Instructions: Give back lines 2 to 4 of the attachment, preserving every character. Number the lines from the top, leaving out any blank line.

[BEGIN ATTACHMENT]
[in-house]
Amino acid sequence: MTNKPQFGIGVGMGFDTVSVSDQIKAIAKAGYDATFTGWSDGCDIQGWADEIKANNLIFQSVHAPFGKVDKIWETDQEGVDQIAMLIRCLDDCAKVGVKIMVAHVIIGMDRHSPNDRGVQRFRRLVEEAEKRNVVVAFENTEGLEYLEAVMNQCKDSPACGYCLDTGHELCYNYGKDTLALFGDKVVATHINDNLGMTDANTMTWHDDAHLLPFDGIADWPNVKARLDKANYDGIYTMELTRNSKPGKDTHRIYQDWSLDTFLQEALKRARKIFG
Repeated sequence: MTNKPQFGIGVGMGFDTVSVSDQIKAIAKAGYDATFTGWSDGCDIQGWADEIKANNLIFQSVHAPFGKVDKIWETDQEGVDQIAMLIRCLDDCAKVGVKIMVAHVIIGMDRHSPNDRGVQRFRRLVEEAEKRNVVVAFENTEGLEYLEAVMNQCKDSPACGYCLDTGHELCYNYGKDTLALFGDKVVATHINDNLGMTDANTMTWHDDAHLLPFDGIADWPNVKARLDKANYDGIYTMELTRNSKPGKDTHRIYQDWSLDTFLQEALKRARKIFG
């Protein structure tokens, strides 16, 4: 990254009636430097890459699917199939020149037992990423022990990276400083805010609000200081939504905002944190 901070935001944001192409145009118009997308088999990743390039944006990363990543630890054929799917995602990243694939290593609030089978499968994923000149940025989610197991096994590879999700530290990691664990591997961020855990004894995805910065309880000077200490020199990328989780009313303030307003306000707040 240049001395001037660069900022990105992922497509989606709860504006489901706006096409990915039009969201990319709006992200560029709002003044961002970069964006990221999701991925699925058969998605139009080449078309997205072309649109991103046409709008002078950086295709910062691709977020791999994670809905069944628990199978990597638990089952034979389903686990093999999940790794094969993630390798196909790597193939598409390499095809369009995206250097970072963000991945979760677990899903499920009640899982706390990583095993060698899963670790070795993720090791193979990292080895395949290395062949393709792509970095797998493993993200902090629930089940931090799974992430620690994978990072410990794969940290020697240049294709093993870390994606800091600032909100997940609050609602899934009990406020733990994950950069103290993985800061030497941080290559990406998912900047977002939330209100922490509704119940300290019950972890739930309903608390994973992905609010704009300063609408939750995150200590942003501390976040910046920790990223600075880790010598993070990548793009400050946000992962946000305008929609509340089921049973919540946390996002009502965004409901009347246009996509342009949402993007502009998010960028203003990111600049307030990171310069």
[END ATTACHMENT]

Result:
Amino acid sequence: MTNKPQFGIGVGMGFDTVSVSDQIKAIAKAGYDATFTGWSDGCDIQGWADEIKANNLIFQSVHAPFGKVDKIWETDQEGVDQIAMLIRCLDDCAKVGVKIMVAHVIIGMDRHSPNDRGVQRFRRLVEEAEKRNVVVAFENTEGLEYLEAVMNQCKDSPACGYCLDTGHELCYNYGKDTLALFGDKVVATHINDNLGMTDANTMTWHDDAHLLPFDGIADWPNVKARLDKANYDGIYTMELTRNSKPGKDTHRIYQDWSLDTFLQEALKRARKIFG
Repeated sequence: MTNKPQFGIGVGMGFDTVSVSDQIKAIAKAGYDATFTGWSDGCDIQGWADEIKANNLIFQSVHAPFGKVDKIWETDQEGVDQIAMLIRCLDDCAKVGVKIMVAHVIIGMDRHSPNDRGVQRFRRLVEEAEKRNVVVAFENTEGLEYLEAVMNQCKDSPACGYCLDTGHELCYNYGKDTLALFGDKVVATHINDNLGMTDANTMTWHDDAHLLPFDGIADWPNVKARLDKANYDGIYTMELTRNSKPGKDTHRIYQDWSLDTFLQEALKRARKIFG
């Protein structure tokens, strides 16, 4: 990254009636430097890459699917199939020149037992990423022990990276400083805010609000200081939504905002944190 901070935001944001192409145009118009997308088999990743390039944006990363990543630890054929799917995602990243694939290593609030089978499968994923000149940025989610197991096994590879999700530290990691664990591997961020855990004894995805910065309880000077200490020199990328989780009313303030307003306000707040 240049001395001037660069900022990105992922497509989606709860504006489901706006096409990915039009969201990319709006992200560029709002003044961002970069964006990221999701991925699925058969998605139009080449078309997205072309649109991103046409709008002078950086295709910062691709977020791999994670809905069944628990199978990597638990089952034979389903686990093999999940790794094969993630390798196909790597193939598409390499095809369009995206250097970072963000991945979760677990899903499920009640899982706390990583095993060698899963670790070795993720090791193979990292080895395949290395062949393709792509970095797998493993993200902090629930089940931090799974992430620690994978990072410990794969940290020697240049294709093993870390994606800091600032909100997940609050609602899934009990406020733990994950950069103290993985800061030497941080290559990406998912900047977002939330209100922490509704119940300290019950972890739930309903608390994973992905609010704009300063609408939750995150200590942003501390976040910046920790990223600075880790010598993070990548793009400050946000992962946000305008929609509340089921049973919540946390996002009502965004409901009347246009996509342009949402993007502009998010960028203003990111600049307030990171310069």